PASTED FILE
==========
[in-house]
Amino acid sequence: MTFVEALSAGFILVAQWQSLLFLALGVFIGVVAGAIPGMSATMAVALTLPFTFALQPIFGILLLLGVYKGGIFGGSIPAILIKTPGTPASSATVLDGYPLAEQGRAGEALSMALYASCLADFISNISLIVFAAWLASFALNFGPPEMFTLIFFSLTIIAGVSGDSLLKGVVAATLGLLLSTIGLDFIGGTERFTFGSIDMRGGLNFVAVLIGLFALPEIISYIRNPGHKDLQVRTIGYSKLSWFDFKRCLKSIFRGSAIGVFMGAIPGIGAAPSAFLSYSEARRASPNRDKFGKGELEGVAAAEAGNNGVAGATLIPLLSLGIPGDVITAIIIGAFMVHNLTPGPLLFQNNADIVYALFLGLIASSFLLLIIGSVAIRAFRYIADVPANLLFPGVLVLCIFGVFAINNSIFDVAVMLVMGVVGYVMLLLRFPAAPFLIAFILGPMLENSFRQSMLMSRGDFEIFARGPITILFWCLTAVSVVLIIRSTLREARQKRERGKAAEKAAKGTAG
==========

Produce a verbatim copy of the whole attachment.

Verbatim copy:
[in-house]
Amino acid sequence: MTFVEALSAGFILVAQWQSLLFLALGVFIGVVAGAIPGMSATMAVALTLPFTFALQPIFGILLLLGVYKGGIFGGSIPAILIKTPGTPASSATVLDGYPLAEQGRAGEALSMALYASCLADFISNISLIVFAAWLASFALNFGPPEMFTLIFFSLTIIAGVSGDSLLKGVVAATLGLLLSTIGLDFIGGTERFTFGSIDMRGGLNFVAVLIGLFALPEIISYIRNPGHKDLQVRTIGYSKLSWFDFKRCLKSIFRGSAIGVFMGAIPGIGAAPSAFLSYSEARRASPNRDKFGKGELEGVAAAEAGNNGVAGATLIPLLSLGIPGDVITAIIIGAFMVHNLTPGPLLFQNNADIVYALFLGLIASSFLLLIIGSVAIRAFRYIADVPANLLFPGVLVLCIFGVFAINNSIFDVAVMLVMGVVGYVMLLLRFPAAPFLIAFILGPMLENSFRQSMLMSRGDFEIFARGPITILFWCLTAVSVVLIIRSTLREARQKRERGKAAEKAAKGTAG